The Chronicles of Thomas Covenant, Unbeliever

by Stephen Donaldson

Rating: ★★★

This is certainly a challenging fantasy series. In a way, it would be easier if Donaldson was a terrible writer -- we could call this a failed conceit and move on. But he isn't, and the picture is more complicated than that.

The story of Thomas Covenant takes place in two worlds, like many fantasy novels. In our Earth, Covenant is a leper, unofficially confined to a home on the edge of town, his neighbours doing their best to prevent him from ever having a reason to interact with them, his wife absconding with his child. Leprosy is not highly contagious, but carries a stigma that Covenant feels keenly. In the other world, Covenant is basically the same person, except a widely-available herb can cure his leprosy, and his white gold wedding ring is a conduit for unstoppable levels of magical power. Nobody really understands what he means by leprosy, or ill-health in general. Covenant is however a piece in the machinations of a terrible evil force attempting to gain dominion over the world.

So you think, fine, this world is a sort of escape for Covenant, to work over his real-life issues in a high-fantasy setting. This is exactly right -- there are all sorts of connections between the fantasy and Covenant's personal reality. Yet Thomas Covenant does not take the offered path. Thomas Covenant absolutely refuses to believe in the fantasy world as reality, to take any active part in its story, or to allow it to make him happy. He rejects the whole premise of the setting. This is why he is the Unbeliever. In a world full of kindhearted and generous people who are unreasonably inclined to pander to him, Covenant is a bitter, miserly protagonist, for the most part dragged along by events as he mutters violent and largely incomprehensible commentary to himself. His defence is not perfect -- the world batters him at times into playing along, or he forgets himself and becomes briefly moved by something -- but for the most part he does not take part in his story. This is all exactly as hard to read as you might think, and yet, also, strangely fascinating.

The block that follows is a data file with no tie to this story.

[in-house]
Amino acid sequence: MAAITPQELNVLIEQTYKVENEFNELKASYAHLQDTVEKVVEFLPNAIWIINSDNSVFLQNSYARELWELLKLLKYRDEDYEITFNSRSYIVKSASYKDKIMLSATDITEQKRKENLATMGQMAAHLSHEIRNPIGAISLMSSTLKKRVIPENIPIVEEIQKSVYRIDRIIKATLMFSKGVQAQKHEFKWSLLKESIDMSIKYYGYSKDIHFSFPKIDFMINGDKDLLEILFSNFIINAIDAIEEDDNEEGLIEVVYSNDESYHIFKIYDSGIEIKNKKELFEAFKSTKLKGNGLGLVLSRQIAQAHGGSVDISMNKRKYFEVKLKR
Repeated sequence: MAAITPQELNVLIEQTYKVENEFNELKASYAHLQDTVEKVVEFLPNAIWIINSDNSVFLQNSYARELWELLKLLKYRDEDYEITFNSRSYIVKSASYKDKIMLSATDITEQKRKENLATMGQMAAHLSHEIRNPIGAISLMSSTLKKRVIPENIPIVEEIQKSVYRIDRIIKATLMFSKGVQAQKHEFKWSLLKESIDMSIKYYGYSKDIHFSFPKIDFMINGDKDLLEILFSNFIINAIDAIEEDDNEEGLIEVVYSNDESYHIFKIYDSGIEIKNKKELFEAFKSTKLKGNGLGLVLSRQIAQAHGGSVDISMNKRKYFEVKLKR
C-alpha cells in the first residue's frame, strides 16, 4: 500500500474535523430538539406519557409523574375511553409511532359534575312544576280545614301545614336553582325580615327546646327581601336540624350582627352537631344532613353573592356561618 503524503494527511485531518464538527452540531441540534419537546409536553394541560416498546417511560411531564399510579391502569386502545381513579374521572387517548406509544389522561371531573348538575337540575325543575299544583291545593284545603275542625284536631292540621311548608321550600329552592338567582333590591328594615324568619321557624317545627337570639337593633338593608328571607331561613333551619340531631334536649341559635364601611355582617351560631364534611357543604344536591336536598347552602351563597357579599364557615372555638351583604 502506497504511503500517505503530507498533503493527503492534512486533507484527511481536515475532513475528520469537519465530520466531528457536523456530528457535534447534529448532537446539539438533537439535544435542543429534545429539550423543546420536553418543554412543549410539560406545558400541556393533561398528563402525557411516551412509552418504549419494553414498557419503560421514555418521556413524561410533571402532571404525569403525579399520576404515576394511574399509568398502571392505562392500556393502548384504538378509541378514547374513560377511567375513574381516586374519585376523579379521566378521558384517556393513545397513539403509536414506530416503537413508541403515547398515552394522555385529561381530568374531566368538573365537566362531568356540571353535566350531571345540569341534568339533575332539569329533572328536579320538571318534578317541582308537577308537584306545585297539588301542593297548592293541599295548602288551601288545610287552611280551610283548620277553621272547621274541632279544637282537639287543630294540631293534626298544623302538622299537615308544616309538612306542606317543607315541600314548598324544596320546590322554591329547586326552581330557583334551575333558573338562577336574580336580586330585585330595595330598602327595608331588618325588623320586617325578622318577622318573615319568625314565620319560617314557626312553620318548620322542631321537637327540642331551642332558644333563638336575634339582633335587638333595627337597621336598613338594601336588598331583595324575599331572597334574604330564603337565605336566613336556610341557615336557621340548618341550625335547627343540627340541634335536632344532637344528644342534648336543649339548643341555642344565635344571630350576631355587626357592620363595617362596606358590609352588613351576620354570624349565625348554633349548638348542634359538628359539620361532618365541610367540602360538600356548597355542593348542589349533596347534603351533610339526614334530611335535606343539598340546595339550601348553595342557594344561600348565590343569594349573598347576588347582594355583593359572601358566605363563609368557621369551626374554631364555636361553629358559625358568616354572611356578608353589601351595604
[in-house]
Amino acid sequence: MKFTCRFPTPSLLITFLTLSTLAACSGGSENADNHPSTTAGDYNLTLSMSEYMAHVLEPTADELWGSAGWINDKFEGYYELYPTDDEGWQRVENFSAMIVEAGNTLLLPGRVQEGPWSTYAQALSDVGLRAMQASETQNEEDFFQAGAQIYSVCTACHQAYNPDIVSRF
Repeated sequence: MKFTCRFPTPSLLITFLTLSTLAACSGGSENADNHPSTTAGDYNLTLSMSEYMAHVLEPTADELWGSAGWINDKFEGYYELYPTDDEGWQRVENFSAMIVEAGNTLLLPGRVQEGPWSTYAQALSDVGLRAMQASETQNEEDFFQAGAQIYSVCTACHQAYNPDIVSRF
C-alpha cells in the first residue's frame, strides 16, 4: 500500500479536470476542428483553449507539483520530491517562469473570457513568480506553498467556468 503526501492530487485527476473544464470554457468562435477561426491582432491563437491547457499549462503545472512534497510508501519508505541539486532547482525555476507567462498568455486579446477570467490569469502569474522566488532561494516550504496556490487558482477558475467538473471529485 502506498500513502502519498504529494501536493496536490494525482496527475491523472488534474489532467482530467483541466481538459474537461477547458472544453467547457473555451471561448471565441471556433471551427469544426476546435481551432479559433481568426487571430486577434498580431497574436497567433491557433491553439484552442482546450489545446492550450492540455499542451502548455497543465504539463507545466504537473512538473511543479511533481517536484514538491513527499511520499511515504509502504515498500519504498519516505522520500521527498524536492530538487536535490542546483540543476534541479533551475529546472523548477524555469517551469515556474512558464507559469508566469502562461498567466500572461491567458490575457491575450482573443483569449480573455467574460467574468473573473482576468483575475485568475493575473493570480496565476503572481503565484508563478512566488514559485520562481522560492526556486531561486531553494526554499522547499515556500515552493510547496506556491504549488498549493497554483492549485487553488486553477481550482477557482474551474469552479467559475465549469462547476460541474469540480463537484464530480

The second book livens things up a little by introducing a second character from Earth into Covenant's world, though he is unable to confirm the man's true existence. This gives us an ally in hating Covenant, someone we can relate to. The third book, however, has more than consolation for us. Partway through the book, Covenant just snaps. To say he finally commits to the reality of the world would perhaps be too strong, but he finally takes an active part in its direction, leading to a quest of sorts which carries all the motion and struggle that the series was previously lacking. Tellingly, this comes as Covenant lies near death in the real world.

This is a complex answer to typical notions of fantasy. Donaldson exposes the conveniences of such worlds by having his character fight them all the way. He renders clear the function of fantasy as escape, as metaphorical of personal troubles. The writing is at times stirring and powerful, and yet so much of the text is just so little fun, so irritating to read.